This spring, I’ve asked my students to select an independent learning goal. Because the subject matter of the course is organizational fit and the meaning of work, many students selected goals connected to their professional identities. But I gave students a lot of leverage here; the purpose of this assignment is to reflect on a process or self-directed learning, and to understand more about their own individual learning trajectories. In this sense, ANY goal works and is valuable to helping us understand more about our interests, motivations, and processes.
Some students are working on professional skills like public speaking, designing effective presentations, and learning advanced Excel functions, and other students are learning to cook Indian food, sketching, and hip hop dancing.
At its core, this assignment is about carving out time for curiosity, for creative exploration. Why is it so hard to make time for the things we really want to learn?
I find myself preoccupied with this a lot, as I inhabit a lot of different identities in the way that I see work and creativity. I love my job and am committed to the mission of teaching, but I also occupy “shadow” identities as a writer and a performer which are of great personal significance to me.
The mental demands of modern life mean that we’re all juggling a lot of roles, tasks, and identities related to the whole of our lives, which makes shelving our creative identities easier, especially is that work feels “extra” to who we are, or doesn’t pay the bills.
Yesterday the poet Mary Oliver died; my social media feeds burgeoned with quotes from her beautiful writing. One friend posted a link to her 2015 interview (a rare occurance) with Krista Tippett. Mary Oliver’s primary identity was creative, as a poet, and in this interview she talked about the importance of discipline to building creative habits:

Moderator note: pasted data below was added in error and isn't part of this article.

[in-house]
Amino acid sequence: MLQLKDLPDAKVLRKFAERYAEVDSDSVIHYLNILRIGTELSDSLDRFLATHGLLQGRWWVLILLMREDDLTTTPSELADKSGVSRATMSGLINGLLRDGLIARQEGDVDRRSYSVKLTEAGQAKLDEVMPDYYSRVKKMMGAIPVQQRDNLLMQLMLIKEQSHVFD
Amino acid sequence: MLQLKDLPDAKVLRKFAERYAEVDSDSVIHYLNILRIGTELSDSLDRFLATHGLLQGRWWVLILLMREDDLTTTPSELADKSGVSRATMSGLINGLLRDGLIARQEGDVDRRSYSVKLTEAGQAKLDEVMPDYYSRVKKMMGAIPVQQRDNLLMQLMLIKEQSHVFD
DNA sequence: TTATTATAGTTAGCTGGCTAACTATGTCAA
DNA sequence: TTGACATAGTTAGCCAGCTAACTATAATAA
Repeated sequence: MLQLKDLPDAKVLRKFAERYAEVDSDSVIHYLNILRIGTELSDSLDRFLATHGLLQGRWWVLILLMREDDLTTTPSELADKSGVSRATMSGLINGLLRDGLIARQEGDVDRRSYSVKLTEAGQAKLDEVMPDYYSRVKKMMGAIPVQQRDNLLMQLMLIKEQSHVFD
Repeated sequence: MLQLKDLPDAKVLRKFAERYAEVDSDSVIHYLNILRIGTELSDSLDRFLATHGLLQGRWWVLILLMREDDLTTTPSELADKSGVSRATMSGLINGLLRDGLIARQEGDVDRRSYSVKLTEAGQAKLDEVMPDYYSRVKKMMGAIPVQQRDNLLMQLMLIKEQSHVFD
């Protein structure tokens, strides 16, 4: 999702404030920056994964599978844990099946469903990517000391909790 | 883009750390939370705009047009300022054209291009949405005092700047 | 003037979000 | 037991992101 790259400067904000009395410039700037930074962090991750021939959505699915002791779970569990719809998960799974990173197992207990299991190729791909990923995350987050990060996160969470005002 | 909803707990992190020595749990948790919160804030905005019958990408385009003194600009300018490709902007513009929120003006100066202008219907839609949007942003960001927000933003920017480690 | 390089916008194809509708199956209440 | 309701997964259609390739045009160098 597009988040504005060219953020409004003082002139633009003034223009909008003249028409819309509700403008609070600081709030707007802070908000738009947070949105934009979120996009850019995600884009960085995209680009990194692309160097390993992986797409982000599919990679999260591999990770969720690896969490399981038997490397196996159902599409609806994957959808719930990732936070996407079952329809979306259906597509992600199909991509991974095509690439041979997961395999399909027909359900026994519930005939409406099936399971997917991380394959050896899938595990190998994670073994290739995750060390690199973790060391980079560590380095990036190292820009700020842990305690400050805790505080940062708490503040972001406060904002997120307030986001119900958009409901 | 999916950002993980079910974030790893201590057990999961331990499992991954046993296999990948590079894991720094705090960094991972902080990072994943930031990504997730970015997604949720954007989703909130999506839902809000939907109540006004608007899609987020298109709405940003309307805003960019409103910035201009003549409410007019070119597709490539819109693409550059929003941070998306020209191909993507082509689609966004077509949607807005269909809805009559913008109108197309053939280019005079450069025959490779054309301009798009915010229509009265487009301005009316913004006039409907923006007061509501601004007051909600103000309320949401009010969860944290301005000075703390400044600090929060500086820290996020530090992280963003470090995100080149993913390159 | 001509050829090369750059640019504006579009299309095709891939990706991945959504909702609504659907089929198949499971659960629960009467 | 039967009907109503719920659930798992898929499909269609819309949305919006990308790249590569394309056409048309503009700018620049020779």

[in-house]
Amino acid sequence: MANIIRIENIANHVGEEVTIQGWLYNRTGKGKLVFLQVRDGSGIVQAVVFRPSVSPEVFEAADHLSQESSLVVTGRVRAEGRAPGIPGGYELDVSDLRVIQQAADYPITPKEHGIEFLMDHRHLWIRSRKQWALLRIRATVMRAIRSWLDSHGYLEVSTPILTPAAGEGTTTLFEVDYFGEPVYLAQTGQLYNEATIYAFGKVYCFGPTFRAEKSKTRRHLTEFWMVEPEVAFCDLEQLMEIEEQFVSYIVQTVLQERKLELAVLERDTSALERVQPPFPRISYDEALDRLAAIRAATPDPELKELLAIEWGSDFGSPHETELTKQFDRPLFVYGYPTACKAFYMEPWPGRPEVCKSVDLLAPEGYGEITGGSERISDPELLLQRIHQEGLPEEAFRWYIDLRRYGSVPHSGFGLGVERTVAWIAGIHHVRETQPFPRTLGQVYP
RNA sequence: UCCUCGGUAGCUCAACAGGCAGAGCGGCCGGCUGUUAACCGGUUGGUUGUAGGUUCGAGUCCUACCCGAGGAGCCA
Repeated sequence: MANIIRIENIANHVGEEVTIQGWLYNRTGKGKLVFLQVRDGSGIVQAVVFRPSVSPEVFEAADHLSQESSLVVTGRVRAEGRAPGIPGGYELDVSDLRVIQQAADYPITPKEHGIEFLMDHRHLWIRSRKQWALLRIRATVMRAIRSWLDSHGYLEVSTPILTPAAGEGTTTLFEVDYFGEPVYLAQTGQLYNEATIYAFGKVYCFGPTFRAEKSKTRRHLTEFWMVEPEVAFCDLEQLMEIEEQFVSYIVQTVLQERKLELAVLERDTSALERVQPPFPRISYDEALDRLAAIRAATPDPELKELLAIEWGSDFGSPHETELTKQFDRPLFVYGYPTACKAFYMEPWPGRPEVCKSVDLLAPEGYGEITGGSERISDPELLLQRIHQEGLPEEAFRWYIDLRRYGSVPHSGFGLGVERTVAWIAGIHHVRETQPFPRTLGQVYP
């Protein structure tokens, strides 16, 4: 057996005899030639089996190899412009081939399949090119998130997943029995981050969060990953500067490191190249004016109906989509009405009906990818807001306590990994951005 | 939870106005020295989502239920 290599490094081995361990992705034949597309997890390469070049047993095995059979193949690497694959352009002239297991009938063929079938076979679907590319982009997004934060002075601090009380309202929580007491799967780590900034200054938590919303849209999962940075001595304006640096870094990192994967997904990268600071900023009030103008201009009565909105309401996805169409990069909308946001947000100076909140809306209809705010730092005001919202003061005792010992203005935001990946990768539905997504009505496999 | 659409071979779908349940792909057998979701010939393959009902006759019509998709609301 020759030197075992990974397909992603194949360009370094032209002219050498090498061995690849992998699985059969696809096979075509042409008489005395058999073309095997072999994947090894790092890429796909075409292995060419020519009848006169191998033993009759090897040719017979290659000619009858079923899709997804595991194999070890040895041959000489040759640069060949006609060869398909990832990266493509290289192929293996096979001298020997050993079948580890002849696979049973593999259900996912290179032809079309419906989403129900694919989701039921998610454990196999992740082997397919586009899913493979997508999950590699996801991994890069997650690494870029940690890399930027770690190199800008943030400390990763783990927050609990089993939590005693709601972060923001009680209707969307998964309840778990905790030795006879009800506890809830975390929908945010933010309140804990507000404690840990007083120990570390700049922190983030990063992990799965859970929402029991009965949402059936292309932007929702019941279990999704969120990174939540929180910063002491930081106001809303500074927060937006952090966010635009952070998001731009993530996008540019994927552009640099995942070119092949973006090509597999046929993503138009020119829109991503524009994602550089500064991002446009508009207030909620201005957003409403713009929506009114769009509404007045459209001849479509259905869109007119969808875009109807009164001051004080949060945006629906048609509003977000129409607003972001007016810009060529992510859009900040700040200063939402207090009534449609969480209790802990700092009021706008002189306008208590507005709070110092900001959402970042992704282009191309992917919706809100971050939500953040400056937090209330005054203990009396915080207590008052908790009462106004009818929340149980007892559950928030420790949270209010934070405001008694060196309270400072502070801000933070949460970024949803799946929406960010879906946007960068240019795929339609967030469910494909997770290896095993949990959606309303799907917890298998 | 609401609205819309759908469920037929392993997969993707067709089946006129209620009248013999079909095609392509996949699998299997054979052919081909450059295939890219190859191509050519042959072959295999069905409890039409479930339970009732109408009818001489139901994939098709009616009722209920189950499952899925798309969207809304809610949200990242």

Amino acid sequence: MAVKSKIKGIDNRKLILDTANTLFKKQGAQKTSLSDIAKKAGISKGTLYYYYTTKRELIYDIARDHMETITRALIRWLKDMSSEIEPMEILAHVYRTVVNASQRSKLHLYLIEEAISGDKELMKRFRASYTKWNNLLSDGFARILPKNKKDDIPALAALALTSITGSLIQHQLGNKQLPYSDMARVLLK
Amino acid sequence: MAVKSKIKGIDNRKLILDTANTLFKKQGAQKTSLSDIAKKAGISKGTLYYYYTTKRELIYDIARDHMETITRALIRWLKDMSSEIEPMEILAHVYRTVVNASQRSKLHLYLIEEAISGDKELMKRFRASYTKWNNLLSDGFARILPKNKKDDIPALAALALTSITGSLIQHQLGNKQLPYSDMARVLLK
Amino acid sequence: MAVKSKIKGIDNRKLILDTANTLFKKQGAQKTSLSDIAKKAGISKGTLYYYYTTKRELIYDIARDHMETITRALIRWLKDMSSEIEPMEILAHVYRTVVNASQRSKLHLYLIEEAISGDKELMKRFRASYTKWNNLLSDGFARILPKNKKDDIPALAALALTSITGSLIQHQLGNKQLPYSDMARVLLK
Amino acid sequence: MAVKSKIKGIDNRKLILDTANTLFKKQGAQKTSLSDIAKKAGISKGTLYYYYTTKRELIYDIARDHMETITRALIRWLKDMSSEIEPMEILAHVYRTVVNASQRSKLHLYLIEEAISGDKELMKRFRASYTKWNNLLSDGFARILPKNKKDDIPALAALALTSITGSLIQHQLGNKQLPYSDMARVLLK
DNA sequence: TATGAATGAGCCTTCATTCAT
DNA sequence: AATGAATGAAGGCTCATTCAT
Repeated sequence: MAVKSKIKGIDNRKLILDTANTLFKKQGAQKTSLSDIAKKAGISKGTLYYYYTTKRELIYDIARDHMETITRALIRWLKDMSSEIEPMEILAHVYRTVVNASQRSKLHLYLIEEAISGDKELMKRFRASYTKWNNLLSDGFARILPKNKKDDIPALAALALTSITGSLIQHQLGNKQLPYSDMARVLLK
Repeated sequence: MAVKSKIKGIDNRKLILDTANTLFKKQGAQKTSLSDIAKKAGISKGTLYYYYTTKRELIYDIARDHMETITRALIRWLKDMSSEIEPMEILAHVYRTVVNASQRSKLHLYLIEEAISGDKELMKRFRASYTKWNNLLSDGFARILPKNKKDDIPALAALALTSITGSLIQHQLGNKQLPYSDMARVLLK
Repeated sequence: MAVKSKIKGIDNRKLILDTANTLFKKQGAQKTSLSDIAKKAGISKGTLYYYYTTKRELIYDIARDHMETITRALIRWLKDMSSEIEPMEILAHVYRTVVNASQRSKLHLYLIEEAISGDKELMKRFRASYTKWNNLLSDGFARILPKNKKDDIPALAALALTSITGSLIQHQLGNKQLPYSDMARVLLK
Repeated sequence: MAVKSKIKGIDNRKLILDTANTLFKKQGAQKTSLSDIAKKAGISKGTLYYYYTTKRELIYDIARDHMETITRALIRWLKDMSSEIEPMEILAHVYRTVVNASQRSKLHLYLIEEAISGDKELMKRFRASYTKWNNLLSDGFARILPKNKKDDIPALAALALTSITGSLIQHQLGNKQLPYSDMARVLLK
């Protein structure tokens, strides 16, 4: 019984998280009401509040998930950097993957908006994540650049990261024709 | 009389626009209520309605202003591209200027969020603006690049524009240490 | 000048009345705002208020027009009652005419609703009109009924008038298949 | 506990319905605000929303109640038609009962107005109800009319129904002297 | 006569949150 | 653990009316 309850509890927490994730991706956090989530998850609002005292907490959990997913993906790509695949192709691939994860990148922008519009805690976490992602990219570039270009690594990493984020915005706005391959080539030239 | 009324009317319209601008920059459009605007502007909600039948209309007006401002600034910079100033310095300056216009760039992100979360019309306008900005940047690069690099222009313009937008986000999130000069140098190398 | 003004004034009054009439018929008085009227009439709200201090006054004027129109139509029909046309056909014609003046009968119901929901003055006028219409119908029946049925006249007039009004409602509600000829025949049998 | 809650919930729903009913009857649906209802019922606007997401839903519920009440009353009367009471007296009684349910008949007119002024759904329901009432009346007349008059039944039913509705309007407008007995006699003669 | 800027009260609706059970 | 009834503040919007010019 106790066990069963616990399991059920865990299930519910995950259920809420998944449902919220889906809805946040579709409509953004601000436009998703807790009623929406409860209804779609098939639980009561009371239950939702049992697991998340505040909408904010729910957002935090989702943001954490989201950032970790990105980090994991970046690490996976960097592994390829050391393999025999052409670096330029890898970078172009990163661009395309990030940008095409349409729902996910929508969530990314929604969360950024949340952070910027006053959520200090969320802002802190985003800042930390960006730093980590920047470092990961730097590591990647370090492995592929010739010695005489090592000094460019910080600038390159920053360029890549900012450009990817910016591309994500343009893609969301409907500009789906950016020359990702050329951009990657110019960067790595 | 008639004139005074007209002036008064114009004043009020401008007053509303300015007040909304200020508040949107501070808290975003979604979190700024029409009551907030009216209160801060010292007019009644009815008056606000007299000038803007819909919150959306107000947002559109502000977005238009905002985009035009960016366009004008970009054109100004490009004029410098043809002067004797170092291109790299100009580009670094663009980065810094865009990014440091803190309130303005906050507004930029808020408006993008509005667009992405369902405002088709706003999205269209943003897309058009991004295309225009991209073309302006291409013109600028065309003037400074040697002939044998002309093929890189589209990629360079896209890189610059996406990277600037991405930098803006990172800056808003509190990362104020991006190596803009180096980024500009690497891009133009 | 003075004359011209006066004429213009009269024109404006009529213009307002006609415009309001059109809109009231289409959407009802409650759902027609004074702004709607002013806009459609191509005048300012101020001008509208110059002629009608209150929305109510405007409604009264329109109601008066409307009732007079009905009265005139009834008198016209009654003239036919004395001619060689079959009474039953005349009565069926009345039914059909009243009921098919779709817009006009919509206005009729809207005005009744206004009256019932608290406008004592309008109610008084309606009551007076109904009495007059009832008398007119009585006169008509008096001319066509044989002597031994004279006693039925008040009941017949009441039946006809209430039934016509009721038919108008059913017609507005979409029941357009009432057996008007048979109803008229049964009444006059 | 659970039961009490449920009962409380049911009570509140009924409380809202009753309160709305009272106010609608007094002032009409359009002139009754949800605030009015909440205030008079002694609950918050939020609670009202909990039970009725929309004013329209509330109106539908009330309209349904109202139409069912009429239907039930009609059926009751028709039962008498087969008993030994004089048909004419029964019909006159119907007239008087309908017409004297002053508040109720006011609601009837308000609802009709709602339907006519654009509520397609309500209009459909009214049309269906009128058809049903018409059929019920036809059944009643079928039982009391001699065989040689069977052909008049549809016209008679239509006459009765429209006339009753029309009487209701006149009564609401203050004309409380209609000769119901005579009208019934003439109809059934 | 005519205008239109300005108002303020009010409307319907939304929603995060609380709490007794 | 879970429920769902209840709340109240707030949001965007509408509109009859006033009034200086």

The choreographer Twyla Tharp also writes about the importance of discipline and routine in establishing creative habits. “Before you can think out of the box,” she writes in The Creative Habit, “you have to start with a box.”
Creative appointments can be boxes of sorts, which lend structure, urgency, and gravity to the process of creative learning and exploration. This spring, I am making creative appointments with myself and KEEPING THEM even when things get rough. I am not trying to fit the pieces of my creative life and goals into the rest of my schedule, but trying to prioritize my own learning and creative growth every day.
I have appointments all the time in my professional life - meetings with students and colleagues, and i even schedule appointments for myself to work on professional tasks like class planning. I honor those appointments because I understand their value. This semester I want to try to apply the same kinds of discipline to my creative life and identities as I do to my work life.
I know that things will fall by the wayside, and that will I need to adjust my expectations of myself in other areas if I’m going to commit to these appointments. But I hope that reflecting on my process will help me develop skills in being more disciplined and creative in the way I approach ALL of my identities.